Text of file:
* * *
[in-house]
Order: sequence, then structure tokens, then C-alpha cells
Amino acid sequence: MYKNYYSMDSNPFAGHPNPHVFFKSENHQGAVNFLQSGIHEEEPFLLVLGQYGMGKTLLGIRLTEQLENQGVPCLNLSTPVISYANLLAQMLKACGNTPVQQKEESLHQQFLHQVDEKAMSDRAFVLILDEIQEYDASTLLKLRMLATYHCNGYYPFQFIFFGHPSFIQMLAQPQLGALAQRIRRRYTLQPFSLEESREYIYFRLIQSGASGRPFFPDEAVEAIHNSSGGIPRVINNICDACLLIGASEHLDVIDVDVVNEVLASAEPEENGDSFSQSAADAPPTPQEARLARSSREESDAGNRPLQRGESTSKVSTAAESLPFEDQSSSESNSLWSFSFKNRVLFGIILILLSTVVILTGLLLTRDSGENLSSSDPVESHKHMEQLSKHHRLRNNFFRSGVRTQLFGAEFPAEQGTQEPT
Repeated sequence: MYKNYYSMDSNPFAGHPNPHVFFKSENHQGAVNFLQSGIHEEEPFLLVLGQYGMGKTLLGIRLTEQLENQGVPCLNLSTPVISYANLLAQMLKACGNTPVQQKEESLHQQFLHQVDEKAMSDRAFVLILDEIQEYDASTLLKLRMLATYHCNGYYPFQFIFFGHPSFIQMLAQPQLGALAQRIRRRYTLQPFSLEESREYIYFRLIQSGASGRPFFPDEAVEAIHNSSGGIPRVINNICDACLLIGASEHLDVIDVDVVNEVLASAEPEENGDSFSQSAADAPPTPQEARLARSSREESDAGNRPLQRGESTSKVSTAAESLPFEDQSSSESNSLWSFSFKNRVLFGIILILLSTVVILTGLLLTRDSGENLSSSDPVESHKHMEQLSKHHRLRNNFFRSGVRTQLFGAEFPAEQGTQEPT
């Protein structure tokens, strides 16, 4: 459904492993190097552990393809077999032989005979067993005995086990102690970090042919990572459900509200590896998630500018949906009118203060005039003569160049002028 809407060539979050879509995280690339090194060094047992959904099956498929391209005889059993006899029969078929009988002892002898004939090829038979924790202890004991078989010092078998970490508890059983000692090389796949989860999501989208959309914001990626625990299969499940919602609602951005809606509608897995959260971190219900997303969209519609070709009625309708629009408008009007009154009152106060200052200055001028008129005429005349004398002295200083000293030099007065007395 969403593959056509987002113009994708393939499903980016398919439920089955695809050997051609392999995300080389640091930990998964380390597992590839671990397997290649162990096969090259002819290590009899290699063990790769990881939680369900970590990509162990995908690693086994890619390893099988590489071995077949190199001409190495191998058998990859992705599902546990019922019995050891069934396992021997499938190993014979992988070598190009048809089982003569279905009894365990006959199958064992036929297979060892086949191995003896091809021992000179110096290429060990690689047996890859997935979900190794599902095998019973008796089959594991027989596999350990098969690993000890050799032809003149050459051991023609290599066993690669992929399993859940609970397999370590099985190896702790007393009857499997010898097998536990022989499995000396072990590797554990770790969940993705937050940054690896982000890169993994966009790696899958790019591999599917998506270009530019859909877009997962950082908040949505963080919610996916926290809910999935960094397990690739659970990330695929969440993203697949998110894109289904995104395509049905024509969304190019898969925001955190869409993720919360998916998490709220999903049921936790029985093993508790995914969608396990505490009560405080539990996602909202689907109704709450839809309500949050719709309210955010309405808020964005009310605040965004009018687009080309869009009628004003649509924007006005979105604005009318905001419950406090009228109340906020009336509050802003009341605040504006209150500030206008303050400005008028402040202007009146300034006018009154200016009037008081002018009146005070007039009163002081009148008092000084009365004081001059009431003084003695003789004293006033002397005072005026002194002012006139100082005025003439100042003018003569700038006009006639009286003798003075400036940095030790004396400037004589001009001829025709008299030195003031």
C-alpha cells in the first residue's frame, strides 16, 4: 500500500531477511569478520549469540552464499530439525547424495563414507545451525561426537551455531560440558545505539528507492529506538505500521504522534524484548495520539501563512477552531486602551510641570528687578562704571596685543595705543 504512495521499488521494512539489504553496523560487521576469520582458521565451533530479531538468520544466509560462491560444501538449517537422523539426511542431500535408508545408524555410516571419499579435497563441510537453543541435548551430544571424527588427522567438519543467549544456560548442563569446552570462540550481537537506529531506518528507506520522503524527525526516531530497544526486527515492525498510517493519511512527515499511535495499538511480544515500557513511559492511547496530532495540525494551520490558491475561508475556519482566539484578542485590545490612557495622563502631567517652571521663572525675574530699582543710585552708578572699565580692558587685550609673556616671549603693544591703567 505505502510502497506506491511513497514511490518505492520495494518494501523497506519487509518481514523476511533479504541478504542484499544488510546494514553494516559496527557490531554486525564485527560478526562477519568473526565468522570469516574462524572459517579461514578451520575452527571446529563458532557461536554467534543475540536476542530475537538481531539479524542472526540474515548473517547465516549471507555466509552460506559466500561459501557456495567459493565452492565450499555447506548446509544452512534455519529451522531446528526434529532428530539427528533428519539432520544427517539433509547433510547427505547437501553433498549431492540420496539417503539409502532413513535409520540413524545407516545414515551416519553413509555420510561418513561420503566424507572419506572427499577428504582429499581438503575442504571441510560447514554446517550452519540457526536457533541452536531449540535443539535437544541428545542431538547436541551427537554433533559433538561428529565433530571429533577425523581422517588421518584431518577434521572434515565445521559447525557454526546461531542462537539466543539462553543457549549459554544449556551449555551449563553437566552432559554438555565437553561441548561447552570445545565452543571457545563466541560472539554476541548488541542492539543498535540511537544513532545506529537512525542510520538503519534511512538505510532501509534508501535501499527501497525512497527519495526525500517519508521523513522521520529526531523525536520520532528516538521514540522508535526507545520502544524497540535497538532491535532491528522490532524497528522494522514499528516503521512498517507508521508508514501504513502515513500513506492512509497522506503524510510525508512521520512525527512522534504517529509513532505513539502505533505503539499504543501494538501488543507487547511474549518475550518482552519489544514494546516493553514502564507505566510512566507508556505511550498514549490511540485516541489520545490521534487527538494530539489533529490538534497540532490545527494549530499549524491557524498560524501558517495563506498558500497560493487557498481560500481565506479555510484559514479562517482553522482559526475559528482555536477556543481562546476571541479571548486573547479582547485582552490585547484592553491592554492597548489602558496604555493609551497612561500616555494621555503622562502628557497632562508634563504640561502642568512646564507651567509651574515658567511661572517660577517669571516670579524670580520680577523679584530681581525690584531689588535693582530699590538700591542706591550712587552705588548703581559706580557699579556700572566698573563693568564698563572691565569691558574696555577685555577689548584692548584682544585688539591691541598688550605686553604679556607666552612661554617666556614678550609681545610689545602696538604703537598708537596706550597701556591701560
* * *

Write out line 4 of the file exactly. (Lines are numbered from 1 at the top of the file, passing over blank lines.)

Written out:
Repeated sequence: MYKNYYSMDSNPFAGHPNPHVFFKSENHQGAVNFLQSGIHEEEPFLLVLGQYGMGKTLLGIRLTEQLENQGVPCLNLSTPVISYANLLAQMLKACGNTPVQQKEESLHQQFLHQVDEKAMSDRAFVLILDEIQEYDASTLLKLRMLATYHCNGYYPFQFIFFGHPSFIQMLAQPQLGALAQRIRRRYTLQPFSLEESREYIYFRLIQSGASGRPFFPDEAVEAIHNSSGGIPRVINNICDACLLIGASEHLDVIDVDVVNEVLASAEPEENGDSFSQSAADAPPTPQEARLARSSREESDAGNRPLQRGESTSKVSTAAESLPFEDQSSSESNSLWSFSFKNRVLFGIILILLSTVVILTGLLLTRDSGENLSSSDPVESHKHMEQLSKHHRLRNNFFRSGVRTQLFGAEFPAEQGTQEPT